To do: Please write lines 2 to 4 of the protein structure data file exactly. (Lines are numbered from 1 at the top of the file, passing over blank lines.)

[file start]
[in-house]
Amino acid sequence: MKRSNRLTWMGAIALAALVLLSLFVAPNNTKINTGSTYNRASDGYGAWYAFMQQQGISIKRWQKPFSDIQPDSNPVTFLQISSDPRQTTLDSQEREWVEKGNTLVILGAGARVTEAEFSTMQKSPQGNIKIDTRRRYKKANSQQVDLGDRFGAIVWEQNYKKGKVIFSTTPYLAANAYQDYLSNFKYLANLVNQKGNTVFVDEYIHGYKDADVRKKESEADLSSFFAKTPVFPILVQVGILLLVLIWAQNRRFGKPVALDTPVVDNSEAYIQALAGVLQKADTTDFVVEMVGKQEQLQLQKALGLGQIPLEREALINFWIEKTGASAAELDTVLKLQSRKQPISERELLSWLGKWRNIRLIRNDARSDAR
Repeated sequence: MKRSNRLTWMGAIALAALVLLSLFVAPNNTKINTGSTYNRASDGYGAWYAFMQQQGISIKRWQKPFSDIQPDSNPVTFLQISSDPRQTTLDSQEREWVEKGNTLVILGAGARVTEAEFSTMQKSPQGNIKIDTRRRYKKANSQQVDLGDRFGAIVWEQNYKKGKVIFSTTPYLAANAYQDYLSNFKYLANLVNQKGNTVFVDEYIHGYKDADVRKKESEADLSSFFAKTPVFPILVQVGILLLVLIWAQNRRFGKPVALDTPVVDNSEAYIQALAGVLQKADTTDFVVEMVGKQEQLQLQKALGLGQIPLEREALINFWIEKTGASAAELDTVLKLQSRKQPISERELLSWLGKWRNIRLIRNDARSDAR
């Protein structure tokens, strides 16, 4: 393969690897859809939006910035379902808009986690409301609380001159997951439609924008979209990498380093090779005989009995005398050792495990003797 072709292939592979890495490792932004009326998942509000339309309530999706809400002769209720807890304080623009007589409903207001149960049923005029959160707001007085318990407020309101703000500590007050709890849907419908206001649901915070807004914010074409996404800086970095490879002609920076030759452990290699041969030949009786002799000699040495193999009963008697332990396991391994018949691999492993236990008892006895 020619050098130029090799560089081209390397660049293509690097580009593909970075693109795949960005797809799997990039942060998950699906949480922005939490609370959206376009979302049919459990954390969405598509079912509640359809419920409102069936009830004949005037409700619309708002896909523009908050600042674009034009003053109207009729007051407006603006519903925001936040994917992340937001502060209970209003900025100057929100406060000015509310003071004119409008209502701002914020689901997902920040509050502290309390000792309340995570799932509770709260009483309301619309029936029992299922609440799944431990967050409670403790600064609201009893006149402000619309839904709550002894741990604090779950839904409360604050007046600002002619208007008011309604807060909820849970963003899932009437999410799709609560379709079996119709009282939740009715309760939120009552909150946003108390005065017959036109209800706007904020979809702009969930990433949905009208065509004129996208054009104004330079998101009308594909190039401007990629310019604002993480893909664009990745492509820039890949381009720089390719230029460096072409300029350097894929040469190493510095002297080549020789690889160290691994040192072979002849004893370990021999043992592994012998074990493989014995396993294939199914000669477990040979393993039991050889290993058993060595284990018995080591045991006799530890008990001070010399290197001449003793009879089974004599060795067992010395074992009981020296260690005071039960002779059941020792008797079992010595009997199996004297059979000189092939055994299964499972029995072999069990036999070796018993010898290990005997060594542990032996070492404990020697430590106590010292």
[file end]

Amino acid sequence: MKRSNRLTWMGAIALAALVLLSLFVAPNNTKINTGSTYNRASDGYGAWYAFMQQQGISIKRWQKPFSDIQPDSNPVTFLQISSDPRQTTLDSQEREWVEKGNTLVILGAGARVTEAEFSTMQKSPQGNIKIDTRRRYKKANSQQVDLGDRFGAIVWEQNYKKGKVIFSTTPYLAANAYQDYLSNFKYLANLVNQKGNTVFVDEYIHGYKDADVRKKESEADLSSFFAKTPVFPILVQVGILLLVLIWAQNRRFGKPVALDTPVVDNSEAYIQALAGVLQKADTTDFVVEMVGKQEQLQLQKALGLGQIPLEREALINFWIEKTGASAAELDTVLKLQSRKQPISERELLSWLGKWRNIRLIRNDARSDAR
Repeated sequence: MKRSNRLTWMGAIALAALVLLSLFVAPNNTKINTGSTYNRASDGYGAWYAFMQQQGISIKRWQKPFSDIQPDSNPVTFLQISSDPRQTTLDSQEREWVEKGNTLVILGAGARVTEAEFSTMQKSPQGNIKIDTRRRYKKANSQQVDLGDRFGAIVWEQNYKKGKVIFSTTPYLAANAYQDYLSNFKYLANLVNQKGNTVFVDEYIHGYKDADVRKKESEADLSSFFAKTPVFPILVQVGILLLVLIWAQNRRFGKPVALDTPVVDNSEAYIQALAGVLQKADTTDFVVEMVGKQEQLQLQKALGLGQIPLEREALINFWIEKTGASAAELDTVLKLQSRKQPISERELLSWLGKWRNIRLIRNDARSDAR
């Protein structure tokens, strides 16, 4: 393969690897859809939006910035379902808009986690409301609380001159997951439609924008979209990498380093090779005989009995005398050792495990003797 072709292939592979890495490792932004009326998942509000339309309530999706809400002769209720807890304080623009007589409903207001149960049923005029959160707001007085318990407020309101703000500590007050709890849907419908206001649901915070807004914010074409996404800086970095490879002609920076030759452990290699041969030949009786002799000699040495193999009963008697332990396991391994018949691999492993236990008892006895 020619050098130029090799560089081209390397660049293509690097580009593909970075693109795949960005797809799997990039942060998950699906949480922005939490609370959206376009979302049919459990954390969405598509079912509640359809419920409102069936009830004949005037409700619309708002896909523009908050600042674009034009003053109207009729007051407006603006519903925001936040994917992340937001502060209970209003900025100057929100406060000015509310003071004119409008209502701002914020689901997902920040509050502290309390000792309340995570799932509770709260009483309301619309029936029992299922609440799944431990967050409670403790600064609201009893006149402000619309839904709550002894741990604090779950839904409360604050007046600002002619208007008011309604807060909820849970963003899932009437999410799709609560379709079996119709009282939740009715309760939120009552909150946003108390005065017959036109209800706007904020979809702009969930990433949905009208065509004129996208054009104004330079998101009308594909190039401007990629310019604002993480893909664009990745492509820039890949381009720089390719230029460096072409300029350097894929040469190493510095002297080549020789690889160290691994040192072979002849004893370990021999043992592994012998074990493989014995396993294939199914000669477990040979393993039991050889290993058993060595284990018995080591045991006799530890008990001070010399290197001449003793009879089974004599060795067992010395074992009981020296260690005071039960002779059941020792008797079992010595009997199996004297059979000189092939055994299964499972029995072999069990036999070796018993010898290990005997060594542990032996070492404990020697430590106590010292």